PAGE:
Commodity Trading Advisor (CTA) returns have been lackluster in recent years, which has led some observers and investors to question the value of managed futures within a portfolio. The CTA Value Added Index (VAI™) was developed by Auspice Capital to demonstrate that managed futures consistently add value over the long term, not only in times of financial crisis. Additionally, the CTA VAI can be used to implement a simple market timing strategy that can further improve portfolio performance.
Some of the reasons for adding CTA exposure are well understood: The overall low correlation to equities and the historical negative correlation at times of equity market weakness. From 2004 through 2013, the correlation of the Barclay BTOP50 Index and the S&P 500 has been −0.01 and perhaps most importantly, during the crash of 2008, this correlation turned negative, moving to −0.65.
This is all good; however, investors often become frustrated when CTA strategies go through periods of relatively poor performance, often exiting these investments at exactly the wrong time because of behavioral biases. Too often investors sell at the bottom leaving them unprotected for the next market crash, or get in following sustained up moves.
However, managed futures in recent years has been accepted globally as an important portfolio diversifier by both institutional and retail investors. In Europe, more assets have gone into CTAs than any other hedge fund strategy since 2008. This makes it the most allocated to alternative strategy in Europe; almost 20% of the $382 billion European market.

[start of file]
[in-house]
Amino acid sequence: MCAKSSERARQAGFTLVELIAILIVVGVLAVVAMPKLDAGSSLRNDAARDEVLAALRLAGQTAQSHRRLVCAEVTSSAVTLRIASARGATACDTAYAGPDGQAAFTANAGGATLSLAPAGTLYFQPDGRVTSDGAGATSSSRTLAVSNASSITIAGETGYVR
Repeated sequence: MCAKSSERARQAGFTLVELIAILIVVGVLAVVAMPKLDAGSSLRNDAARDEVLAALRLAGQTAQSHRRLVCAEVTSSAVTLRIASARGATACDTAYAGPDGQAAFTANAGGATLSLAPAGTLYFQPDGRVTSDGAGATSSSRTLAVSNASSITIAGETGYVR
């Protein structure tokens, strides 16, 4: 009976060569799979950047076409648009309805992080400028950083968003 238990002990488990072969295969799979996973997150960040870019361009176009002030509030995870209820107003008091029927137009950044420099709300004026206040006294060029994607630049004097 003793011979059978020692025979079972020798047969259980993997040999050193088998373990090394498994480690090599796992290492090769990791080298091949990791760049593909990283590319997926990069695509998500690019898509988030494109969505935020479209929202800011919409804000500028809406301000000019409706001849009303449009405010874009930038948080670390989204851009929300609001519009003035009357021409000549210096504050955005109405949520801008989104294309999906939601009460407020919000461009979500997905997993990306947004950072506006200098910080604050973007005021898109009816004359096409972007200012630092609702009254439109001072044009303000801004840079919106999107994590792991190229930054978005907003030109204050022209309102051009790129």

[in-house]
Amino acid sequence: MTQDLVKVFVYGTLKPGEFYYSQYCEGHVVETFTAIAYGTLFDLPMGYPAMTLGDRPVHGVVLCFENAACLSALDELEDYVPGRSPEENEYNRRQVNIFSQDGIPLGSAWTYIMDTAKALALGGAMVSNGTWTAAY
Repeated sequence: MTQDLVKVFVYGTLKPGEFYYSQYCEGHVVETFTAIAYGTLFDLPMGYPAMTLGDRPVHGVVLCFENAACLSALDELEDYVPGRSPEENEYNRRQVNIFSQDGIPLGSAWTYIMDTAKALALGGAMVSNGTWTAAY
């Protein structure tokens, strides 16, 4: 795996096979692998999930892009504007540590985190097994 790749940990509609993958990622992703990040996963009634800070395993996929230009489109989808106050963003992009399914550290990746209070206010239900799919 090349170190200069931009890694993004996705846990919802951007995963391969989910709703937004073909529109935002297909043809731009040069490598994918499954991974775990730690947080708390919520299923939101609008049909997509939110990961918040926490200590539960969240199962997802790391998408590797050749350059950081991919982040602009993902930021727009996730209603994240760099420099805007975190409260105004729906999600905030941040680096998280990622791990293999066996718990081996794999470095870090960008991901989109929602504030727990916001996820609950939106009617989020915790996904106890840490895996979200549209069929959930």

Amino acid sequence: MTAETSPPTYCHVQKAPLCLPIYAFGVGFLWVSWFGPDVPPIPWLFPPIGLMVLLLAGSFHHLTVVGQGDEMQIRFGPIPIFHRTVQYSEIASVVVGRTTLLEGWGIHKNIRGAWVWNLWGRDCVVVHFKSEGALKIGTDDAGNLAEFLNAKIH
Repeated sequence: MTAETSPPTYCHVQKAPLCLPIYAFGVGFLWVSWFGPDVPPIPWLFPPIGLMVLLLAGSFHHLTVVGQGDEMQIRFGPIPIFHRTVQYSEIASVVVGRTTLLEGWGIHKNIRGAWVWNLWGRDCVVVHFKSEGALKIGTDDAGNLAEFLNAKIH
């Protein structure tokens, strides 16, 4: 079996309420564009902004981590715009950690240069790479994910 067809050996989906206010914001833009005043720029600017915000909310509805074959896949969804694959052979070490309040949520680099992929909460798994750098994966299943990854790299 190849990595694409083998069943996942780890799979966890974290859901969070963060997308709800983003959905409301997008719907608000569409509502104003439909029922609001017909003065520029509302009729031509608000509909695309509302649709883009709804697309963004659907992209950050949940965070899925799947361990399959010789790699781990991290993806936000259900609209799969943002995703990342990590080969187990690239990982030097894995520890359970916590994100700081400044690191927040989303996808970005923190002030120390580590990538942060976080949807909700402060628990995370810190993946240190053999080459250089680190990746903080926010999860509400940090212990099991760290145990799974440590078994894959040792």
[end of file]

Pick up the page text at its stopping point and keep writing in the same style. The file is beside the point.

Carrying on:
The level of institutional investors in CTAs has tripled since 2008 (see “Moving toward growth,” right). This interest continues to grow even with the positive performance in equities since 2009. In North America, the focus primarily has been institutional participation.
However, in the last five years a rapidly gaining retail, Wealth Advisor and Registered Investment Advisor (RIA) channel is developing, accessed through 40 Act Mutual funds (US), ETFs and Indexes.
One of the characteristics of a traditional trend-following CTA strategy is that it goes through periods of extraordinary gain and then also extended periods of lackluster performance. Often these periods are modest pullbacks with many CTAs drawing down less than 25% from highs—less dramatic than the equity pull backs we have seen. The periods lacking performance often occur while the traditional equity markets are doing well (for example 2011 to 2013), which may be a perceived negative for many investors who are looking for constant gains.
While on an absolute basis, any investment that is performing below the average return level of the portfolio is a drag on returns, but on a risk-adjusted basis this may not be the case. A non-correlated asset, even with lower absolute returns, may reduce portfolio volatility and drawdowns, thereby improving the risk-adjusted performance of the portfolio over the long term.
That raises the question of whether CTA exposure should be held at all times or only added when a crisis is imminent, a difficult thing to try and quantify. We set out to determine whether managed futures adds value over time and if there is a timing aspect to consider that may add additional value.
The idea for the CTA VAI was conceived to address directly a common investor sentiment that CTA performance was a drag on their portfolio.